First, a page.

|Saturday, 20 July 2019|
Cyprus Broadcasting Corporation: News in English, 00-02-23
From: The Cyprus Broadcasting Corporation at <http://www.cybc.com.cy/>
WEDNESDAY 23 FEBRUARY 2000
 HEADLINES--- The cabinet will decide today on whether to increase the price of fuel.
--- Gulf Arab oil ministers, meeting today in Riyadh, are expected to reassure that they will provide more crude oil to replenish dwindling stockpiles and tame volatile prices.
--- Pope John Paul starts a millennium tour tomorrow, to the origins of Western religion.
--- A British woman performed brain surgery on herself and claims to be feeling much better.
--- In Japan, a killer whale which swam upriver into a Japanese city, causing massive traffic jams, returned to the ocean today.
 FUELThe Council of Ministers is expected to decide today on whether to increase the price of fuel and how to overcome the island's water problem.
Minister of Finance, Takis Klirides, said that various alternatives are being discussed regarding the price of fuel.
Minister of Commerce, Nicos Rolandis, said that he would submit three proposals, that is increasing the price of fuel, covering the difference from state funds, or a combination of both.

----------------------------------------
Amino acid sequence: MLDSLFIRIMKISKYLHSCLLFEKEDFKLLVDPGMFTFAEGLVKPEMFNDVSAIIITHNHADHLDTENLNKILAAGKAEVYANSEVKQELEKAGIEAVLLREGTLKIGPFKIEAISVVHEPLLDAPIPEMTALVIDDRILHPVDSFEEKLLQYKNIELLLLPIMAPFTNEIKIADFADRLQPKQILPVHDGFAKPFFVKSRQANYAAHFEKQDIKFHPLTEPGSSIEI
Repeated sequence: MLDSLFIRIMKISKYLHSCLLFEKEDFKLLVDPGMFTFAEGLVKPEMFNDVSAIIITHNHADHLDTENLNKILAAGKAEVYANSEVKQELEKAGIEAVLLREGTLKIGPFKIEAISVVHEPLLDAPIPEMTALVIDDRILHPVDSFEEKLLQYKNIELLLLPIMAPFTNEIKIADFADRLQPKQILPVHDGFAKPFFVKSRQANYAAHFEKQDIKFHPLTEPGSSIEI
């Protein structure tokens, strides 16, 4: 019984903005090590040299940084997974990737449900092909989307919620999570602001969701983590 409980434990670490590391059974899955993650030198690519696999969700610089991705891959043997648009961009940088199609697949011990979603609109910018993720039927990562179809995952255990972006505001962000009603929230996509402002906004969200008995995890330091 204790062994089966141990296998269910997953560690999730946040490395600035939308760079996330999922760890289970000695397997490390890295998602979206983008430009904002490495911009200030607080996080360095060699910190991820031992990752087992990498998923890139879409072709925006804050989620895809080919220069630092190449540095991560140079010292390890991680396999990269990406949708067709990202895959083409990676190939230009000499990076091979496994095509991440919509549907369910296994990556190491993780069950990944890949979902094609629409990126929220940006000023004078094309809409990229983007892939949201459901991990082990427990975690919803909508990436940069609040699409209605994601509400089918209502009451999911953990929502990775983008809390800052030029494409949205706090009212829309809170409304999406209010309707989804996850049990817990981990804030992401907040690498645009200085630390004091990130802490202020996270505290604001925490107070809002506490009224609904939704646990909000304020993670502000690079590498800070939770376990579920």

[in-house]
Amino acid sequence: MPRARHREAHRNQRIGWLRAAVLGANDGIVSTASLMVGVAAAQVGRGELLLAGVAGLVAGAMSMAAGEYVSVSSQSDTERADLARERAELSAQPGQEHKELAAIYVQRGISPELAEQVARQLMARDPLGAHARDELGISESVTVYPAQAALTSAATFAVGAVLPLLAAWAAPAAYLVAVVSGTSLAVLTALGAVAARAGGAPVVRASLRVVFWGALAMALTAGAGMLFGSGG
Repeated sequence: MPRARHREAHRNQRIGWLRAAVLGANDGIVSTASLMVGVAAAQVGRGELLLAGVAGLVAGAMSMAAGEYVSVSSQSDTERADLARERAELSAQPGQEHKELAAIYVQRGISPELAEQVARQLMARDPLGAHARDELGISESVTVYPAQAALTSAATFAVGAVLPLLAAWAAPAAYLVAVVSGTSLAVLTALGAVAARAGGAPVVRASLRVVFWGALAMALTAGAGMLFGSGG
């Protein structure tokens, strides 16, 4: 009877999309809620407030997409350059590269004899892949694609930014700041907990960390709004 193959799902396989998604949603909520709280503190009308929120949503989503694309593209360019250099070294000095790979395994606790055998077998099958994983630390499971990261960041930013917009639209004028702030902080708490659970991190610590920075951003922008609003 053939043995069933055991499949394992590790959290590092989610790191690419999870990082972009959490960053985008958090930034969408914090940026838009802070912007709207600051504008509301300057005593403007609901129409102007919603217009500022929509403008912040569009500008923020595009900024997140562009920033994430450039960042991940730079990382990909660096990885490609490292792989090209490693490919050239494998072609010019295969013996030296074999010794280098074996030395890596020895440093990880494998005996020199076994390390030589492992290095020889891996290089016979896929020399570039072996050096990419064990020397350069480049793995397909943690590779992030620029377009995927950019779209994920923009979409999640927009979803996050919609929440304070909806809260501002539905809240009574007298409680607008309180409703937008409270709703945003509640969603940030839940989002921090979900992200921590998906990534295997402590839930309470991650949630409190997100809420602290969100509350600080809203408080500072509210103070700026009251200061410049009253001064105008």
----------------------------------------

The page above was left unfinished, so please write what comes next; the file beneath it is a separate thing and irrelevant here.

The cabinet will also study the views of political parties, which favour the second option, that is covering the costs from state funds.
Regarding the water problem, the cabinet will look into the suggestions submitted by the Water Development Department.
Sources said that one of the options being discussed is to use private wells and impose new restrictions on water.
Another option is to increase the output of the Dhekelia desalination plant.
The Council of Ministers, which convened this morning, will also discuss the issue of creating new desalination plants.
 OPECGulf Arab oil ministers, meeting in Riyadh today, are expected to reassure hungry oil consumers pressing for more crude to replenish dwindling stockpiles and tame volatile prices.
Influential Saudi Oil Minister Ali al-Naimi and ministers from fellow OPEC states Kuwait, Qatar and the United Arab Emirates and non-OPEC Bahrain and Oman are meeting just a month before a crucial OPEC meeting in Vienna to set output policy.
Producers have been under pressure from the world's biggest oil consumer the United States to loosen the reins on output to replenish dwindling fuel stockpiles.
Before leaving for the Gulf Cooperation Council ministerial session, the United Arab Emirates Oil Minister said the group would send a reassuring message to concerned oil consumers.
Oil prices have trebled since oil producers last year agreed to slash output by more than four million barrels per day to lift prices from decades-low levels.
 STOCKThe Cyprus Stock Exchange general price index rose today by two percent and closed at 617 units, compared to 605 yesterday.
Total dealings on today's floor dropped to 17 million 400 thousand pounds, compared with 18 million 600 thousand yesterday.
 MILITARYThe Ministry of Defence is looking into the possibility of transferring the military hospital to the new Nicosia General Hospital.